Brian Moore was born in Belfast. He emigrated to Canada in 1948 and then moved to California. He twice won the Canadian Governor General's Award for Fiction and has been given a special award from the United States Institute of Arts and Letters. He won the Author's Club First Novel Award for The Lonely Passion of Judith Hearne and the James Tait Black Memorial Prize for The Great Victorian Collection. The Doctor's Wife, The Colour of Blood - winner of the Sunday Express 1988 Book of the Year - and Lies of Silence were all shortlisted for the Booker Prize. Six of his novels have been made into films - The Luck of Ginger Coffey, Catholics, The Lonely Passion of Judith Hearne, Cold Heaven, The Statement and Black Robe. Brian Moore died in 1999.
'In this explosive book Moore brings a world pulsating to life,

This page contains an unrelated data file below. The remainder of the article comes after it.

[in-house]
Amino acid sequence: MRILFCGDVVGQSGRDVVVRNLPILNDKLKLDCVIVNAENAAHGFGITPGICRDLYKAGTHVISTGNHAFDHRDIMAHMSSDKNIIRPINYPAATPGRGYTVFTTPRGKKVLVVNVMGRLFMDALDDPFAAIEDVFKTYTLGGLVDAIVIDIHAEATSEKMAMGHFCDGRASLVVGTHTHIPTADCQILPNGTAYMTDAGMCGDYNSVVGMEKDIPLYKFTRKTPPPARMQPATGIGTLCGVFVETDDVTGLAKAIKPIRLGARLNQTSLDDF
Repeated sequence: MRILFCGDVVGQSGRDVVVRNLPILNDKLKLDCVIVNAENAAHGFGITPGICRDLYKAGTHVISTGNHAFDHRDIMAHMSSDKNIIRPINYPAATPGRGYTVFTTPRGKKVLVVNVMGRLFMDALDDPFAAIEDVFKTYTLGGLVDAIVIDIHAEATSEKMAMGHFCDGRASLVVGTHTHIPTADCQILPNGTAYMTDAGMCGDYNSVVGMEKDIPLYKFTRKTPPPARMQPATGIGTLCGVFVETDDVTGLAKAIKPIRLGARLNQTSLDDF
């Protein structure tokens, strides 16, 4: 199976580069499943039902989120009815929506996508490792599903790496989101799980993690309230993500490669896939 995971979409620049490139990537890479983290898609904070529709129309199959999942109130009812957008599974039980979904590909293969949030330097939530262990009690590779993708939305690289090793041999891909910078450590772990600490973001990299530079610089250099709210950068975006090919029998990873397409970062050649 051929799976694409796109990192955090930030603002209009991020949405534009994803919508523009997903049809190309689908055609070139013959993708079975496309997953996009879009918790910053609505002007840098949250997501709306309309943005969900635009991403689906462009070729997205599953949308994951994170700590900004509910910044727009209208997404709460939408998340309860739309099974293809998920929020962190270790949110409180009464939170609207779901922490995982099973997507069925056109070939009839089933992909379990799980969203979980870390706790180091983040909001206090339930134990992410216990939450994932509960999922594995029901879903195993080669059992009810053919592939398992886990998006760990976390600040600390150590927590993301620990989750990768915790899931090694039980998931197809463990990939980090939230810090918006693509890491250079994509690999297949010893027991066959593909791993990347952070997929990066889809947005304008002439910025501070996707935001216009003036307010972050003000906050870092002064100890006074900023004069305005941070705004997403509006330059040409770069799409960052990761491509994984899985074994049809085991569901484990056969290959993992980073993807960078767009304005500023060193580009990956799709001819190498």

with vivid descriptive writing and a series of beautifully accurate
vignettes' * Financial Times *
'Tightly-made and absorbing. Brian Moore is a highly intelligent writer who has the enviable ability to make you want to go on turning the pages... this is a very exciting book' * A. N. Wilson, Evening Standard *
'The profundity of this book is achieved with breathtaking lightness... Moore can push the reader's mind against its own extremities' * Guardian *
'Poised, bracing and moving... if pleasure indeed corrupts the soul, then this very novel is a twenty-four carat sin' * Independent *